The Australian Weather Bureau has finally confirmed what we already knew, that Spring/Summer 2021/2022 is a La Niña season and thus the prevalent weather is already dark, grey and wet, so the question is what documentary projects should we at Unititled.Net undertake given the ongoing COVID-19 Delta pandemic, poor weather and the relative lack of outdoor and (most) indoor activities.
Before the pandemic struck, we were about to embark on some documentary portrait projects but they had to be shelved indefinitely until vaccinations reached high enough percentages throughout Sydney at least, and preferably until most of the local population had at least two of them.
Now we are about to surpass that with booster shots coming up early 2022 and will soon feel a whole lot safer when out in public.
Great timing as two significant events have occurred: we recently acquired a Fujifilm Fujinon XF 14mm f/2.8 R 21mm-equivalent ultra wide-angle lens in exchange for working on a project for a friend, and DxO released two of its core image editing applications with beta support for Fujifilm X-Trans raw and JPEG files, DxO PhotoLab 5 and DxO FilmPack 6.
DxO PhotoLab was the very first raw file processor we used from the moment we got back into digital photography and it has gone from strength to strength from the point its name morphed from DxO PhotoOptics to DxO PhotoLab.
We have relied on the Elite version of both since then along with its companion applications cum plug-ins DxO FilmPack, DxO ViewPoint and Nik Collection since DxO bought the latter from Google.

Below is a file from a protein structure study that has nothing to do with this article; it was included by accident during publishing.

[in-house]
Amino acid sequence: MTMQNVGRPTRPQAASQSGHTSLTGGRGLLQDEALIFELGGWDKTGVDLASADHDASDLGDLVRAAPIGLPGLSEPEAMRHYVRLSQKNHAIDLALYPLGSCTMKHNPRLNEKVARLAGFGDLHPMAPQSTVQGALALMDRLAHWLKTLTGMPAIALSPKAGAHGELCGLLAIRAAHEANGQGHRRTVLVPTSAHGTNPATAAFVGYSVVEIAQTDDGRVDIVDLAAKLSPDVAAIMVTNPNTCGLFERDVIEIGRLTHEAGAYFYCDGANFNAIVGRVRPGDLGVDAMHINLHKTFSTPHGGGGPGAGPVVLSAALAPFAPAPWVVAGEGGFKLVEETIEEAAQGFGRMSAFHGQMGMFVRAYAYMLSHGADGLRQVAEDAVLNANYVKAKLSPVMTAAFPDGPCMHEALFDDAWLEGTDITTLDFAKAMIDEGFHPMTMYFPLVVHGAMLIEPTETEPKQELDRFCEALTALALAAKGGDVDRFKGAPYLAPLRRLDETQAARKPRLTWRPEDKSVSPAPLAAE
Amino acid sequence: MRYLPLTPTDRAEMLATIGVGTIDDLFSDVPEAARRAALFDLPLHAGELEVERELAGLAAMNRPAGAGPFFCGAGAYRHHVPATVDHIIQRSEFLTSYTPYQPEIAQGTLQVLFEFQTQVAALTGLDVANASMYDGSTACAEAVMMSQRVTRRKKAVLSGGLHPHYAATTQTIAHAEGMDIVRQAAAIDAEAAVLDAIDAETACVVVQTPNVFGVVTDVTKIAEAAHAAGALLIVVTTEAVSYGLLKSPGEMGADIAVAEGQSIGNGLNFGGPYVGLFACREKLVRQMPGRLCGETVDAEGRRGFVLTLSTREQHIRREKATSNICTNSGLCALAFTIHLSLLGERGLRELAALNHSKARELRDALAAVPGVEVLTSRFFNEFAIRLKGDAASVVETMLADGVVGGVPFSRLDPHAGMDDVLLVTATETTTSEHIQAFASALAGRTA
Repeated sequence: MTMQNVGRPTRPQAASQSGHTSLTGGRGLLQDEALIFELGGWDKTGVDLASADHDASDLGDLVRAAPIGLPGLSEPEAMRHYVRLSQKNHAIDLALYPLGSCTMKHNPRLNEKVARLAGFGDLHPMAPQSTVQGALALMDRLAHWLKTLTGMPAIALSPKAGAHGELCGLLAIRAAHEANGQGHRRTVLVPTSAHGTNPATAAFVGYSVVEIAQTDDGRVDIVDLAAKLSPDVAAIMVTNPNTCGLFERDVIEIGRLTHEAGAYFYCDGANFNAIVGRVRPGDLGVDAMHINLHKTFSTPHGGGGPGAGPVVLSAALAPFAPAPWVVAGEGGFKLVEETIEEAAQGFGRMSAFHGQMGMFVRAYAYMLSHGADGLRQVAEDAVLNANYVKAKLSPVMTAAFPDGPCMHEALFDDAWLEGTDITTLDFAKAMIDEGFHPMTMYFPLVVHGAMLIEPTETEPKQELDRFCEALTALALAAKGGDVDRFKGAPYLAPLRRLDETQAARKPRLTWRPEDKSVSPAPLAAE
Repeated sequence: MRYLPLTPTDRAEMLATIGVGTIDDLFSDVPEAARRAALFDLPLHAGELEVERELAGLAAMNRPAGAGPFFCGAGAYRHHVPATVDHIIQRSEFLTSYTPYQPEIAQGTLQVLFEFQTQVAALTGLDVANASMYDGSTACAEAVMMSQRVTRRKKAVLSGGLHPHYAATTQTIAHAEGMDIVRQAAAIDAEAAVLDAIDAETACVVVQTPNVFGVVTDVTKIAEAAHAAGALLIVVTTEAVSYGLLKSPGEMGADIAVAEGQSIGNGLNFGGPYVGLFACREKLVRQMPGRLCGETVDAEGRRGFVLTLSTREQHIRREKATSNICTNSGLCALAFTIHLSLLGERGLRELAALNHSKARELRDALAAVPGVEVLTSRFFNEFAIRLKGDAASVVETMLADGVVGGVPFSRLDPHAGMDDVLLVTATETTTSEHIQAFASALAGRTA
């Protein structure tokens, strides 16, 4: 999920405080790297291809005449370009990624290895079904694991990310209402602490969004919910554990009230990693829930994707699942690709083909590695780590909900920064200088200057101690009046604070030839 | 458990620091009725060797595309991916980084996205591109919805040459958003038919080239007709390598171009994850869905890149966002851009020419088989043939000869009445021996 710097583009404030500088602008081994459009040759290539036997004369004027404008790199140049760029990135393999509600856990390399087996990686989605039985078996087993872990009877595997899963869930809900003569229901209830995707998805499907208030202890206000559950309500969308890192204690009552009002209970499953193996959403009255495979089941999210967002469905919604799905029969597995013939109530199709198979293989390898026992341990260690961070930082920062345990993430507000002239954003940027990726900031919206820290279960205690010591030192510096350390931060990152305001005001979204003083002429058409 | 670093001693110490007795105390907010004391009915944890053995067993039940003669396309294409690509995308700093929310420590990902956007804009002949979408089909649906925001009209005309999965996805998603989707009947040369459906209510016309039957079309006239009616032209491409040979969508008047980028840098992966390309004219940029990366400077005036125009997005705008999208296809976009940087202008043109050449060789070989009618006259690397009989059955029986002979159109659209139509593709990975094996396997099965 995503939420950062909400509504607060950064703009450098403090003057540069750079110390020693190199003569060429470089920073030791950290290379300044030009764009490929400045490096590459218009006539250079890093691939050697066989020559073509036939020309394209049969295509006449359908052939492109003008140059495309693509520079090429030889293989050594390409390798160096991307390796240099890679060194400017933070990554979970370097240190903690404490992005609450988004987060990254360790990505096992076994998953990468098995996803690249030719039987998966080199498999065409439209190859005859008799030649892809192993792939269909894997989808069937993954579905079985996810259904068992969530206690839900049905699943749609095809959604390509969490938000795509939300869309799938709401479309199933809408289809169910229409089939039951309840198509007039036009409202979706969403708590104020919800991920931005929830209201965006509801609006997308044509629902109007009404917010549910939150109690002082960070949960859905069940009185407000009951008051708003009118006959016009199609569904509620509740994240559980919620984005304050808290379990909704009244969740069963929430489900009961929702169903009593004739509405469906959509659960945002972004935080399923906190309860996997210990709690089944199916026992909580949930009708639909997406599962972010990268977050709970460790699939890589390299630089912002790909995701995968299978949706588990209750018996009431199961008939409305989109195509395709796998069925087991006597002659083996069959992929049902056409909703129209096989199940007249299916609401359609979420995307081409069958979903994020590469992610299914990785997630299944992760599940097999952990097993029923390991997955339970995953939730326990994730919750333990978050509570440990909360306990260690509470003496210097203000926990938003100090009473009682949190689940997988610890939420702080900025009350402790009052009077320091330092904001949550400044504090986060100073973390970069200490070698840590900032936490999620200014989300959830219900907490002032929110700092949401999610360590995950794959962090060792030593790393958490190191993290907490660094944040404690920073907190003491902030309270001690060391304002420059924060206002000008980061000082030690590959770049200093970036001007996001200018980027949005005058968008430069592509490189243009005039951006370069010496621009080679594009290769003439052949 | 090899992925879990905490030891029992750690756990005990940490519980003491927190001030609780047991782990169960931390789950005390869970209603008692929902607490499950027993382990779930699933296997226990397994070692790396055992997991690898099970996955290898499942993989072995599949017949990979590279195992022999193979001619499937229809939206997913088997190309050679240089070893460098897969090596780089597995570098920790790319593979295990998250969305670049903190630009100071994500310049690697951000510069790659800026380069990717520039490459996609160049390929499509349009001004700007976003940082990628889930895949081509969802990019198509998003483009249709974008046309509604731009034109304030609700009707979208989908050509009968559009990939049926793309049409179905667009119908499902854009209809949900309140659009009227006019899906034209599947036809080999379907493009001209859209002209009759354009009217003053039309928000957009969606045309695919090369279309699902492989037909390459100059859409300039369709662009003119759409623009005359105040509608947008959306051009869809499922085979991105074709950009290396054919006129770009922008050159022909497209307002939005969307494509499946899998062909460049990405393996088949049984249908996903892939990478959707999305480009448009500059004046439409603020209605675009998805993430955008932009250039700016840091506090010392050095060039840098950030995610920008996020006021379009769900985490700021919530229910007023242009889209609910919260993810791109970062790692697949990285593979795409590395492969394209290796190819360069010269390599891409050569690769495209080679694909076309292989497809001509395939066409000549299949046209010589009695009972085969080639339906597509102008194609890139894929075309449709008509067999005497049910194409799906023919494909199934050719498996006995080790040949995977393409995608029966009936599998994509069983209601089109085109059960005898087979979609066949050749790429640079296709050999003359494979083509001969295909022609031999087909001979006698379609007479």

Until now, none of DxO’s software supported Fujifilm’s X-Trans files so we also used a range of other software including Iridient X-Transformer, Adobe Photoshop, Skylum Aurora and Luminar, and other image editing applications from brands including Affinity, Apple Photo, Athentech, Capture One, Exposure, ON1, Iridient Digital, Pixelmator, Raw Power and Topaz Labs.
Each of those applications has its unique qualities and some have proven more suitable for some image editing tasks and image styles and genres than others.
While DxO PhotoLab and its plug-ins remain our favourite for documentary images due to its unique DeepPRIME demosaicing and denoising feature, Capture One Pro is excellent for more traditional styles of portraiture while Exposure Software’s Exposure X7 has our heart for its uncannily accurate simulations of long-gone analog films and their developing, printing and toning processes.
We rely on film simulations for our documentary portraiture for their naturalism while other software applications have their virtues for more pictorialist approaches to processing other forms of portrait photographs.
Since DxO PhotoLab 5 and DxO FilmPack were released, we’ve been exploring the Astia film simulation for its realistic rendering of skin tone while adding extra vibrance and saturation to background objects with minimal to no local correction via the U-Point technology DxO acquired through its purchase of Nik Collection.
So far I’m loving it.
The Fujinon XF 14mm f/2.8 R ultra wide-angle prime is proving to be wonderful for figure-in-interior portraiture and I am looking forward to expanding my use and understanding of the lens when the next protest rally comes around at the start of next month.